Website

ZERO TO THREE works to ensure all babies and toddlers benefit from the family and community connections critical to their well-being and development. Since 1977, the organization has advanced the proven power of nurturing relationships by transforming the science of early childhood into helpful resources, practical tools and responsive policies for millions of parents, professionals and policymakers.

Website

Dr. Perry has conducted both basic neuroscience and clinical research. His neuroscience research has examined the effects of prenatal drug exposure on brain development, the neurobiology of human neuropsychiatric disorders, the neurophysiology of traumatic life events and basic mechanisms related to the development of neurotransmitter receptors in the brain. His clinical research and practice has focused on high-risk children. This work has examined the cognitive, behavioral, emotional, social, and physiological effects of neglect and trauma in children, adolescents and adults. This work has been instrumental in describing how childhood experiences, including neglect and traumatic stress, change the biology of the brain – and, thereby, the health of the child. Dr. Perry has published over 500 journal articles.

Website

The first five years of life are a time of unparalleled change in the brains and abilities of young children. All families need access to a wide range of services and supports that are responsive to the family, cultural, and linguistic contexts to promote healthy development. Additionally, some families need specialized services to mitigate risk factors or address problems young children may experience. Our early childhood efforts are committed to bridging the gap between what researchers and practitioners know is effective and what is available in communities for young children and their families. We work at multiple levels to translate evidence-based and best practice knowledge into practical, meaningful, and functional implementation strategies.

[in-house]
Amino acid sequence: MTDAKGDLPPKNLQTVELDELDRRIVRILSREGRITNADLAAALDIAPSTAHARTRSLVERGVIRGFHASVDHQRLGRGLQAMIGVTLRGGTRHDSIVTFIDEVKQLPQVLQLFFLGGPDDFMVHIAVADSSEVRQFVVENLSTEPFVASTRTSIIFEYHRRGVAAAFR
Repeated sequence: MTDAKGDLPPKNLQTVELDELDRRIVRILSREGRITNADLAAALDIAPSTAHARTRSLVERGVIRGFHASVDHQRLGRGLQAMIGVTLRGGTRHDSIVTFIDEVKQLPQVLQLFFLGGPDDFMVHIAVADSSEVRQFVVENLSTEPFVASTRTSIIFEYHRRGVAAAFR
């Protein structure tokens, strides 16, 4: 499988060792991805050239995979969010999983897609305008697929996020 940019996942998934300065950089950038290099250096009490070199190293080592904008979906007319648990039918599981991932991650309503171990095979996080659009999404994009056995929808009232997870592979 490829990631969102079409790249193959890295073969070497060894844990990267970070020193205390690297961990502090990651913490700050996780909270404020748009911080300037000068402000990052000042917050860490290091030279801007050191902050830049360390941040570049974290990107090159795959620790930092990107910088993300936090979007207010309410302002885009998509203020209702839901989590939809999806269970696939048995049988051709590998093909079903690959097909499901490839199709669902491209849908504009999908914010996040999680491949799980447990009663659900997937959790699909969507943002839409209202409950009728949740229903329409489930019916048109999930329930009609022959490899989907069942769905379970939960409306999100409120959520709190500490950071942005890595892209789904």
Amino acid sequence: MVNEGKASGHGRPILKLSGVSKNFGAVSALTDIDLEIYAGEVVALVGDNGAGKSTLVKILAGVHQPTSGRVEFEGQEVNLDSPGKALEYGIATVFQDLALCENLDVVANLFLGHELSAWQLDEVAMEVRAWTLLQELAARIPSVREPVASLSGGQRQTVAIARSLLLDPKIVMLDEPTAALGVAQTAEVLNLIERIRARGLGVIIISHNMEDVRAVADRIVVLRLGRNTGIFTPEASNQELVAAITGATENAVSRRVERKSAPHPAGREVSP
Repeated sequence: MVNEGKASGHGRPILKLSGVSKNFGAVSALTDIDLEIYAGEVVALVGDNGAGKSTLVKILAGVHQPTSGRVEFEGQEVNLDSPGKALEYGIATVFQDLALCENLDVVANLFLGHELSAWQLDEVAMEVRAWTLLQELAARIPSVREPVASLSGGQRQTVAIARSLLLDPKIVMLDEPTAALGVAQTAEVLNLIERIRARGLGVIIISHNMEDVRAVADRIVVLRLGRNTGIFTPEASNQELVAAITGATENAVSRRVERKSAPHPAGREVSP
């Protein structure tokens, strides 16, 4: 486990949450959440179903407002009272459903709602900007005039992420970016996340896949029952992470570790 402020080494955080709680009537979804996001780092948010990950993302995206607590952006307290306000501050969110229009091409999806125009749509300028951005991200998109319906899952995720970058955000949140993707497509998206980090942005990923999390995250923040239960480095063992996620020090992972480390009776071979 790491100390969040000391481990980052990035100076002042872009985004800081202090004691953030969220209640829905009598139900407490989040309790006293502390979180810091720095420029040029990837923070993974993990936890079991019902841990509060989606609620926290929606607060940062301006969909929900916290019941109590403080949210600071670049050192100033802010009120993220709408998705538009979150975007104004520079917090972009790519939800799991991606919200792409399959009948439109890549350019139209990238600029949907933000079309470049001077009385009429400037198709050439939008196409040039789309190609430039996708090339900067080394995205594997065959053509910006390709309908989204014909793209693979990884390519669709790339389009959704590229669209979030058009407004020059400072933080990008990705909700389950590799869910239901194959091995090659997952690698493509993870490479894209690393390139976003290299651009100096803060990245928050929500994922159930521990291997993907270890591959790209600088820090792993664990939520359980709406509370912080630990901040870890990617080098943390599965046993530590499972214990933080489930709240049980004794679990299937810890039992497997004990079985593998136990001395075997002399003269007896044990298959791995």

Resources On Infant Mental Health
  • Davies, D. (2011). Child development: A practitioner’s guide (3rd ed.).  New York: The Guildford Press.
  • Fraiberg S, Adelson E., & Shapiro V. (1975).Ghosts in the nursery. A psychoanalytic approach to the problems of impaired infant-mother relationships. Journal of the American Academy of Child & Adolescent Psychiatry, 14(3), 387-421.
  • Heller, S. & Gilkerson, L. (Eds.) (2009). A practical guide to reflective supervision.Washington, D.C.: Zero to Three.
  • Karen, R. (1994). Becoming attached: Unfolding the mystery of the infant-mother bond and the impact on later life. New York: Warner Books.
  • Lieberman A., Padron E, Van Horn P., & Harris, W. (2005).  Angels in the nursery: The intergenerational transmission of benevolent parental influences.  Infant Mental Health Journal, 26(6), 504-520.
  • Barrera (2003).  Rocks to Diamonds: Mining the Riches of Diversity for Our Children. Zero to Three, 23(5), 8-15
  • Pawl, J. (1995). The therapeutic relationship as human connectedness: Being held in another person’s mind. Bulletin for ZERO TO THREE, 15, pp. 3-5.
  • Shirilla, J., & Weatherston, D. (Eds.) (2002). Case studies in infant mental health:  Risk, resiliency, and relationships. Washington, D.C.: ZERO TO THREE.
Mahalo to the National Alliance for Infant Mental Health for content material.